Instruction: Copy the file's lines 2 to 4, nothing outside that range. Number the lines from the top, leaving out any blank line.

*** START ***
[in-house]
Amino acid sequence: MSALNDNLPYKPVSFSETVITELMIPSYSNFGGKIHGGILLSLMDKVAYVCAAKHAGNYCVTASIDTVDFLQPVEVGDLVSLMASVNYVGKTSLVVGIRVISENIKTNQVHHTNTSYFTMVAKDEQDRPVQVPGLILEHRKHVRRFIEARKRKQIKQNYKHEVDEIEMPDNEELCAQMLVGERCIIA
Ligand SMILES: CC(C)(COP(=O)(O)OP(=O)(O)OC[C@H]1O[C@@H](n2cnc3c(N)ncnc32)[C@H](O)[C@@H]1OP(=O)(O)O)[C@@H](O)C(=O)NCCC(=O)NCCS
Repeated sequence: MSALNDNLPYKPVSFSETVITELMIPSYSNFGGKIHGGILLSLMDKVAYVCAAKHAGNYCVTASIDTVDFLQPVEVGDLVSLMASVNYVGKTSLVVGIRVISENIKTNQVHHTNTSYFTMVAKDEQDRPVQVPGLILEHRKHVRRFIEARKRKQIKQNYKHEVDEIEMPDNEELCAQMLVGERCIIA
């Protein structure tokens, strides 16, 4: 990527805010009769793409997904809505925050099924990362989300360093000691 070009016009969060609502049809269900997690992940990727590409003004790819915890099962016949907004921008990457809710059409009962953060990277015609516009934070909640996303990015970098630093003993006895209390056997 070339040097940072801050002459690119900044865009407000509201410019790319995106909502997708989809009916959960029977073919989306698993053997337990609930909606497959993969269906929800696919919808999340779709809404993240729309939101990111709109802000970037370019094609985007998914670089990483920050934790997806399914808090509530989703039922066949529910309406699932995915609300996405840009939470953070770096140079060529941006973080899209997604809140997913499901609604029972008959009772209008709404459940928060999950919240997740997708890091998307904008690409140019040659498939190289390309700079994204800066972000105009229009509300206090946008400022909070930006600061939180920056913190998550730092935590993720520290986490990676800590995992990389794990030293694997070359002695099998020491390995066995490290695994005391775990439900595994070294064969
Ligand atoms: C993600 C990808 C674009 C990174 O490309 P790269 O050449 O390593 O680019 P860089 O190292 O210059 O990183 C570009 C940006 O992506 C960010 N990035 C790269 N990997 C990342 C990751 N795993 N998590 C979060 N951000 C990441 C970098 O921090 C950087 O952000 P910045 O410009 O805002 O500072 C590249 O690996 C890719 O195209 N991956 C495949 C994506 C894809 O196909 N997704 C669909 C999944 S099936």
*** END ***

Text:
Amino acid sequence: MSALNDNLPYKPVSFSETVITELMIPSYSNFGGKIHGGILLSLMDKVAYVCAAKHAGNYCVTASIDTVDFLQPVEVGDLVSLMASVNYVGKTSLVVGIRVISENIKTNQVHHTNTSYFTMVAKDEQDRPVQVPGLILEHRKHVRRFIEARKRKQIKQNYKHEVDEIEMPDNEELCAQMLVGERCIIA
Ligand SMILES: CC(C)(COP(=O)(O)OP(=O)(O)OC[C@H]1O[C@@H](n2cnc3c(N)ncnc32)[C@H](O)[C@@H]1OP(=O)(O)O)[C@@H](O)C(=O)NCCC(=O)NCCS
Repeated sequence: MSALNDNLPYKPVSFSETVITELMIPSYSNFGGKIHGGILLSLMDKVAYVCAAKHAGNYCVTASIDTVDFLQPVEVGDLVSLMASVNYVGKTSLVVGIRVISENIKTNQVHHTNTSYFTMVAKDEQDRPVQVPGLILEHRKHVRRFIEARKRKQIKQNYKHEVDEIEMPDNEELCAQMLVGERCIIA